Should we sanitize and validate the apply_filters() like the examples below?

  1. absint( apply_filters( 'slug_excerpt_length', 35 ) );

  2. wp_kses_post( apply_filters( 'slug_excerpt_more', '…' ) );

  3. esc_url( apply_filters( 'slug_login_url', home_url( '/' ) ) );

I am asking this question, cause I have never seen this before. Actually we add some validation to prevent breaking something when the user adds something wrong in the child-theme.

I wonder what you think about it.

1 Answer 1


There's some confusion here, because not all of these are validation, there are 2 others that are necessary to understand what's appropriate:

  • validation
  • sanitisation
  • escaping


Sanitisation makes things clean and well formed

This cleans up the data, e.g. trimming trailing spaces, removing letters in a number field, making an all lowercase field all lowercase, etc

E.g. The user entered " Banana ", so turn it into "Banana"

Sanitisation is the first thing that should happen to input that comes from somewhere else, e.g. when processing a form, sanitise the data before doing anything with it. The same of any data that comes from a remote connection etc

Popular sanitising methods include:

  • stripping out HTML or particular tags via wp_kses wp_strip_all_tags etc
  • Removing ranges of characters, such as non-numeric characters, or punctuation
  • Trimming trailing characters such as spaces etc
  • Applying bounds such as restricting values to within a range ( this could instead be implemented as a validation check )


Validation checks if things are valid

Validation checks that the phone number the user entered is actually a phone number. It's a true or false check.

E.g. Is the fruit the user chose actually a fruit?

This should be done on input after sanitising, and if validation fails, abort, popular methods of validation include:

  • functions like is_numeric etc
  • regular expressions, useful for things like phone numbers or URLs, things that have an expected format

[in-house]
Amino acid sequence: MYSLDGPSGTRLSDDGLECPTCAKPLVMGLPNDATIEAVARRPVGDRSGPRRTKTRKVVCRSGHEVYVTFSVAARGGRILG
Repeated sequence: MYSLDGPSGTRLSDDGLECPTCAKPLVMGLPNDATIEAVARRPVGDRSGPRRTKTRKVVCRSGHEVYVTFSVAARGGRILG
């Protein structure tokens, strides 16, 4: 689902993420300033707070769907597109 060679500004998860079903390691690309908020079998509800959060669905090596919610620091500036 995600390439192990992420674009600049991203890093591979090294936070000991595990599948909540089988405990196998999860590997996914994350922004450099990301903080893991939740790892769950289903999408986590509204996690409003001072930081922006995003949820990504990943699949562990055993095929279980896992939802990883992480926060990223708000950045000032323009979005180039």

• checking roles and capabilities to verify the user actually has the ability to do the intended action
  • nonce checks
  • whitelists of predefined allowed values
  • checking values sit within valid ranges, e.g. nobody has a 200 character long telephone number, nor would somebody live in house number -2000000


Escaping makes values safe for output, and enforces assumptions

Escape late, escape often.

Escaping isn't talked about much, but imagine it using the fruit example from above. Escaping is like a conveyor belt with a fruit shaped cut out. You always get something fruit shaped at the end. If a fruit passes through, it's untouched, but if a malicious actor goes through, a mangled but safe fruit shaped version pops out the end.

Escaping is therefore all about enforcing assumptions. E.g. in an <a> tag, the href attribute should contain a URL. But this might not be the case, escaping allows us to swap the "should contain" to a "will always contain", providing us a guarantee. This prevents somebody starting their URL with "/> and inserting arbitary HTML.

Escaping should always be done on output, at the very latest point possible to ensure nothing was modified. Escaping is also context sensitive. You would use esc_attr to escape HTML attributes, but if it's a href or src attribute, we would use esc_url to indicate it's a URL we're intending to output.

A Note on Double Escaping and wp_kses

You can sanitize and validate multiple times, but you should only escape a value once. This is because double escaping can double encode values, and in some circumstances can allow content to break out of escaping.

wp_kses_post and wp_kses are also unusual in that they can be used to escape, and to sanitise, and can be used multiple times on a value.